- investigate successful approaches, practices and strategies that would promote and strengthen ākonga and staff wellbeing
- identify and explore effective strategies and techniques to build ākonga resilience
- ensure there is a continuation of the work already underway at Te Huarahi but with added clarity and purpose.
Gretchen learned about the body, self-regulation, relationships, stamina, and engagement - including growth mindset and character. Each of these components focussed on supporting educators to gain new perspectives, strategies, and skills to build safer, healthier and more engaging classrooms for all ākonga.
The first practice staff implemented was circle time. Circle time creates a positive start to the day for ākonga. It values everybody’s voice, builds a sense of calm, belonging, positivity, and safety, and explicitly connects to the school values. Circle time primes ākonga for the day, ready for learning and interaction.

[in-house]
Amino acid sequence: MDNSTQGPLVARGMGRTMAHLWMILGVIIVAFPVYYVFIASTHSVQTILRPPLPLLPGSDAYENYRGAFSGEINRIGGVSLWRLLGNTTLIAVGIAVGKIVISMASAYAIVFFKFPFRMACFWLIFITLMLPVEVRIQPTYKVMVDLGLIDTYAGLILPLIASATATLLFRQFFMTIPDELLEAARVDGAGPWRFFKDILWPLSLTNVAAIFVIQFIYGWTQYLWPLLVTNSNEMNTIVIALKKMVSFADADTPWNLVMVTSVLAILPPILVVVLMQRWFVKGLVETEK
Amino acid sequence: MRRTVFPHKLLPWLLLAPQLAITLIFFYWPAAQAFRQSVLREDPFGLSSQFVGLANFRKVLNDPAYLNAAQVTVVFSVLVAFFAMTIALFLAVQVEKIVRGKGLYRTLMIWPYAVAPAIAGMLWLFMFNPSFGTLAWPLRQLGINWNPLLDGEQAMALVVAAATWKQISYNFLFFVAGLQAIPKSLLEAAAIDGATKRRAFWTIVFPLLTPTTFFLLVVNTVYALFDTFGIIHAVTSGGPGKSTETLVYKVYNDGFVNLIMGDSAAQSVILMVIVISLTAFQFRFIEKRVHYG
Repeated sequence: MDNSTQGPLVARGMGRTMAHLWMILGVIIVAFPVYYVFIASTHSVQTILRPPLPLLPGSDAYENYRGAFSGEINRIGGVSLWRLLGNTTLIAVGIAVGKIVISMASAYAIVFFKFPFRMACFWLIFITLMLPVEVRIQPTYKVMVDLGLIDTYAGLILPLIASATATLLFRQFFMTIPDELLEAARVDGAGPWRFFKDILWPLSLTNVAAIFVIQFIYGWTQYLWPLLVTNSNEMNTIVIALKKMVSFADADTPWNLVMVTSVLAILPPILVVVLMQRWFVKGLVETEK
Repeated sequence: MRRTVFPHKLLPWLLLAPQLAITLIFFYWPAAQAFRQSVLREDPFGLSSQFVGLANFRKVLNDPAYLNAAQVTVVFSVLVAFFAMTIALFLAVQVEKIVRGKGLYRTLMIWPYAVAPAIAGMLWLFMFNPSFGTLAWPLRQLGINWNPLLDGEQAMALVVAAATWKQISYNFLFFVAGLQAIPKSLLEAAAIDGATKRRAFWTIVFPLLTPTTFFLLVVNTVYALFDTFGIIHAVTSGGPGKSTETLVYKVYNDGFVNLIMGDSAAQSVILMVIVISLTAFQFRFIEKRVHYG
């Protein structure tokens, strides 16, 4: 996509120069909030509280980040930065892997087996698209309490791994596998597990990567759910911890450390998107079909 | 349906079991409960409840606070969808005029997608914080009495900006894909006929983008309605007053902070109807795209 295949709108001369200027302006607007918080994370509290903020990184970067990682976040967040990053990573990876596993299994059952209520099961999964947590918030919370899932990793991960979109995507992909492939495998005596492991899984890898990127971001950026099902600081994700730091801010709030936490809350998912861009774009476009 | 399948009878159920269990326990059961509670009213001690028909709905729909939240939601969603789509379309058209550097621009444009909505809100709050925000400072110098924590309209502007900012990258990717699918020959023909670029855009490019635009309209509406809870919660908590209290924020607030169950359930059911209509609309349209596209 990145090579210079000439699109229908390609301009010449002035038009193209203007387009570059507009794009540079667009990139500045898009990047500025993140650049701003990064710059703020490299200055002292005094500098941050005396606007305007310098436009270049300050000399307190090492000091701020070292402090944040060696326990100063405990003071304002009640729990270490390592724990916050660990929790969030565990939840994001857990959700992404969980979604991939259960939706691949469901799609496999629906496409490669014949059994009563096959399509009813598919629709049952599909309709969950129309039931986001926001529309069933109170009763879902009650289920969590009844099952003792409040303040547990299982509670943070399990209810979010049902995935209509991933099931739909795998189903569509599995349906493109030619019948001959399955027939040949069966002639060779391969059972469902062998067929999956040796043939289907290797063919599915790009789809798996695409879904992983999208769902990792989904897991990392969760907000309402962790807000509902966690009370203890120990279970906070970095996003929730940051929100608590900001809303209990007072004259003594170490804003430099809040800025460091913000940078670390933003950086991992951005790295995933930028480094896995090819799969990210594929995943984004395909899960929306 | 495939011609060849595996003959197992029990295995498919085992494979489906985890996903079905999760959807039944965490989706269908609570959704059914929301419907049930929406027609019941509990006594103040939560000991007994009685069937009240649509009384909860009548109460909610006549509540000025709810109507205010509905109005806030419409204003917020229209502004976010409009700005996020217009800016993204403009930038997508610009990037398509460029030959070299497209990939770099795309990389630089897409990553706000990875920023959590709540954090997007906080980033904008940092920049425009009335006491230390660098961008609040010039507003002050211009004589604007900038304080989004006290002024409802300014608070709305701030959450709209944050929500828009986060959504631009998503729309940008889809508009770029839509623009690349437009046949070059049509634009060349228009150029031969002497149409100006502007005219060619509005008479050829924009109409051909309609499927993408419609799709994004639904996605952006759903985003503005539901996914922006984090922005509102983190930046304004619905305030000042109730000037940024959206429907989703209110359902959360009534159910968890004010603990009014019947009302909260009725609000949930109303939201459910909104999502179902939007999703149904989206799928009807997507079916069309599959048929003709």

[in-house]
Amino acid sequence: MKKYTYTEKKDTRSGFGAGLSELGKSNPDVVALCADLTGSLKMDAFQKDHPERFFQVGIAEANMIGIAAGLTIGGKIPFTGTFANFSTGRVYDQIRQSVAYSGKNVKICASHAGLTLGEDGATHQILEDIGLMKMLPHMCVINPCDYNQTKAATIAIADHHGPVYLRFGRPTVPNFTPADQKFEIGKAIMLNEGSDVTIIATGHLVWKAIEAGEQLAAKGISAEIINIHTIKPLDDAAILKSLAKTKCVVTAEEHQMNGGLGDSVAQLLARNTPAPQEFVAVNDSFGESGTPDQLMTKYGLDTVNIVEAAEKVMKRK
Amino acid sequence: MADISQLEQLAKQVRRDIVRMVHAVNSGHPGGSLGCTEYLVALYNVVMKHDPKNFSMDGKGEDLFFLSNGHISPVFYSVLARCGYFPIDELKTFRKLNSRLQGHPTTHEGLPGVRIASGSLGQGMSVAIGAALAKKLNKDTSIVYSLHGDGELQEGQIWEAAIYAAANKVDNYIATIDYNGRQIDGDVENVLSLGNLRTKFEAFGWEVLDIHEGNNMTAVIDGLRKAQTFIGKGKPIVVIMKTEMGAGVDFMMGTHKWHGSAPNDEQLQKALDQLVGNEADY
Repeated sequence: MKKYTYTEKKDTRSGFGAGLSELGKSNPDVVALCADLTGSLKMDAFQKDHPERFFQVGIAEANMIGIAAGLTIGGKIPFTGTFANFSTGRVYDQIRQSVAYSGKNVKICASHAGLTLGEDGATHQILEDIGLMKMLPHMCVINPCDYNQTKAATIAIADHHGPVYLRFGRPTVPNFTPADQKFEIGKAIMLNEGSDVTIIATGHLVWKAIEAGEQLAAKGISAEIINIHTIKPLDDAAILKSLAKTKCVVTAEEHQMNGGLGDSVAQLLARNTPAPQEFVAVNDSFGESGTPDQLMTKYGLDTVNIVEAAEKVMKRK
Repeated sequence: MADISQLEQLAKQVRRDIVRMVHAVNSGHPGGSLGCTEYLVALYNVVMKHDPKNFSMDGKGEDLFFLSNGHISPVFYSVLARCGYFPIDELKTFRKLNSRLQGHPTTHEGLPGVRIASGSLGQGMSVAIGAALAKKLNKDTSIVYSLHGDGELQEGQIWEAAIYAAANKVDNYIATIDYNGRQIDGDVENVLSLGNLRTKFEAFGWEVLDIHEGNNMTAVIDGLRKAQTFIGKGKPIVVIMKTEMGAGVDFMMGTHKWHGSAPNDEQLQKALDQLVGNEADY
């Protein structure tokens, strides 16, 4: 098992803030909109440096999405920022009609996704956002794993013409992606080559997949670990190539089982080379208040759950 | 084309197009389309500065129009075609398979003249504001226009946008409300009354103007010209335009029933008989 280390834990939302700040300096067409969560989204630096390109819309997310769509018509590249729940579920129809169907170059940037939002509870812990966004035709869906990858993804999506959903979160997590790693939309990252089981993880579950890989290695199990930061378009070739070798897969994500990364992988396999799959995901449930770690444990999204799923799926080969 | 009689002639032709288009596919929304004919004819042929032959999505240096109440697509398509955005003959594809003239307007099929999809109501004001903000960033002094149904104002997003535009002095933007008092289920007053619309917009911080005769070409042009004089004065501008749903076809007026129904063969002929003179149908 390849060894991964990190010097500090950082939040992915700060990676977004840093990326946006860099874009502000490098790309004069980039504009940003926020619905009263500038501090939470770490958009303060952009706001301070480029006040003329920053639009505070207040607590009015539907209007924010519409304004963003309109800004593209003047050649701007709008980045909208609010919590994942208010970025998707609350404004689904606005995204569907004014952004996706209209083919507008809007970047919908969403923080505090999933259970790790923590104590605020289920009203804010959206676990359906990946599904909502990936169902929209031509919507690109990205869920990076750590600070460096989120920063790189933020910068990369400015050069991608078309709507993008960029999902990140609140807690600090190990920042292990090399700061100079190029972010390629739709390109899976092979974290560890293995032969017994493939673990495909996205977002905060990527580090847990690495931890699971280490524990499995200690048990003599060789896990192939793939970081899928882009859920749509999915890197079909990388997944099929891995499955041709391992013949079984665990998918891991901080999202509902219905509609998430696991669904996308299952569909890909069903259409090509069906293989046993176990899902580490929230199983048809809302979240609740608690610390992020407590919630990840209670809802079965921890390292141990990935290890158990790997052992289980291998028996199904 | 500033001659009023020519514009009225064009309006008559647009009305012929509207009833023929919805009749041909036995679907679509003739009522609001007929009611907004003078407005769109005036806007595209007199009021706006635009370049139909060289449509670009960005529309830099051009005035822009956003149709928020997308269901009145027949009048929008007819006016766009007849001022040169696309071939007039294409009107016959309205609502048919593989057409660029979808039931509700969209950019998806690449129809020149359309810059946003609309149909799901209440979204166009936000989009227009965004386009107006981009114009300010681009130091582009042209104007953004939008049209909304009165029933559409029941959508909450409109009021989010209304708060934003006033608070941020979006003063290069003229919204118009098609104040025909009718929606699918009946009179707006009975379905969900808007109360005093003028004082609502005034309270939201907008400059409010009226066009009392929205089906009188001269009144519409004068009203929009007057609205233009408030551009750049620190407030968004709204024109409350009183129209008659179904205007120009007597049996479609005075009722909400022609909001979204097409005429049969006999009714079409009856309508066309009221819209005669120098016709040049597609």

Circle time at Te Huarahi
Gretchen explains what circle time looks like at Te Huarahi.
During circle time, ākonga and kaiako sit or stand in a circle for 10–15 minutes together after karakia and taking the roll. Maintaining the shape of the circle is integral to developing a sense of equality (equal seating), trust (everyone is visible), responsibility (everyone has a role to play), facilitation (facilitate, not lecture), and connection (everyone listens to everyone else). Juniors might have a talking stick.
- Greeting - Ākonga say good morning to each other in turn around the circle, using names, and eye contact. This can become more elaborate.
- Values - The kaiako states the school value for the week - fostering a sense of belonging.
- Expectation - The kaiako shares an expectation for the day.